Du måste aktivera javascript för att sverigesradio.se ska fungera korrekt och för att kunna lyssna på ljud. Har du problem med vår sajt så finns hjälp på https://kundo.se/org/sverigesradio/

More boys get growth hormone treatments

Published måndag 11 juni 2012 kl 15.08
"I wanted to be taller"
2:08 min
Josefine Jonsson, 11, is one of the girls who gets growth hormone treatment. Photo: Mona Hambraeus/Sveriges Radio

Nearly a thousand children have received growth hormone treatments to treat their hormone deficiency in Sweden since 2000. And most of them are boys.

So are boys more likely to have a shortage of the growth hormone? Well, no, not according to the experts. They say the reason more boys get the treatment is that often when it comes to boys, parents more frequently ask for help for their short sons.

And, according to Lars Sävendahl, a professor in child endocrinology at Karolinska Institute, boys and girls are not treated any differently by doctors.

"The difference is that there are much fewer girls who are referred to specialists throughout Sweden,” says Sävendahl. “Parents with daughters ask for help less often than parents with boys who are short.”

Sävendahl says he thinks it is because people have the notion that boys should be big and strong and girls, small and sweet.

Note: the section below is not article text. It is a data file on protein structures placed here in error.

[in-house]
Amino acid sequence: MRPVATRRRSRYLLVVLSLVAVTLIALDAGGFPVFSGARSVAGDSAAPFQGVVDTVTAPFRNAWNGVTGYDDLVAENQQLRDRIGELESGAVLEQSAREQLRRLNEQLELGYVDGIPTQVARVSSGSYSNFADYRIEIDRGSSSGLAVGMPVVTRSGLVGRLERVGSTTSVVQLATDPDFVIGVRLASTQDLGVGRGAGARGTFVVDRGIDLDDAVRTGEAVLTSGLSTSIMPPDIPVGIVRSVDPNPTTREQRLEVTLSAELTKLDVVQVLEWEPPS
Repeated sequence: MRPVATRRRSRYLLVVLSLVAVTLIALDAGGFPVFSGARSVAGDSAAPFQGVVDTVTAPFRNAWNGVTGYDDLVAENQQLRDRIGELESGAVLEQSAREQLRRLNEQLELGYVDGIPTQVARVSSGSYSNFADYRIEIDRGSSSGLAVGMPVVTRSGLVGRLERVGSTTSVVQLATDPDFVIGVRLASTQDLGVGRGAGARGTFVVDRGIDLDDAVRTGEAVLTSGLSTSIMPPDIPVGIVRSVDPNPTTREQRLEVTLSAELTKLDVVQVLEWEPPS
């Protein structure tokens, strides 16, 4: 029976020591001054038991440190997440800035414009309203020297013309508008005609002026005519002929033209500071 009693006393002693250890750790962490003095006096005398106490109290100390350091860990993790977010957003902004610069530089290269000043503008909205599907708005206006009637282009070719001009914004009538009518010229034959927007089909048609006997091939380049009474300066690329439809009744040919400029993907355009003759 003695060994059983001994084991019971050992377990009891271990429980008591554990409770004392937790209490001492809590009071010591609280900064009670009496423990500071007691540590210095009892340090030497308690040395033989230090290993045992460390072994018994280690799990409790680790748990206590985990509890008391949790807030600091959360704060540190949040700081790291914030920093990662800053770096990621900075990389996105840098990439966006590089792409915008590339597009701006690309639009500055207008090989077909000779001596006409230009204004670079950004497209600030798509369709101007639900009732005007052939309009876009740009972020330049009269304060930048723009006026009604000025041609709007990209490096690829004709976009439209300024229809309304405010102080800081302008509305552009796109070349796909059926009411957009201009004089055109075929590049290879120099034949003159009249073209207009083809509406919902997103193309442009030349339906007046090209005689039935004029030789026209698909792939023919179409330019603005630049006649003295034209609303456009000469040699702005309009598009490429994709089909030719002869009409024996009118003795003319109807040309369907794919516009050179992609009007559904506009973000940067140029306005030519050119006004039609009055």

Children can be short for a number of reasons, and quite often the reason is not due to any illness.

For example, short parents, for natural reasons, have short children. Even illnesses like asthma, child rheumatism and renal failure can be the cause. Also children with psychological problems can stop growing at the normal rate.

And Professor Sävendahl says he does not think that too few girls get treated. "It's not so much that we have too few girls but rather too many boys, where people are worried about being short adults, and when it's often genetic factors that are at play,” he says. “That's to say either one or both parents are short."

One girl getting the treatment is eleven year old Josefine Jonsson. She had a documented shortage of the growth hormone. "I wanted to be taller and then I got checked and they decided that it was good for me,” she says.

Our journalism is based on credibility and impartiality. Swedish Radio is independent and not affiliated to any political, religious, financial, public or private interests.
Har du frågor eller förslag gällande våra webbtjänster?

Kontakta gärna Sveriges Radios supportforum där vi besvarar dina frågor vardagar kl. 9-17.

Du hittar dina sparade avsnitt i menyn under "Min lista".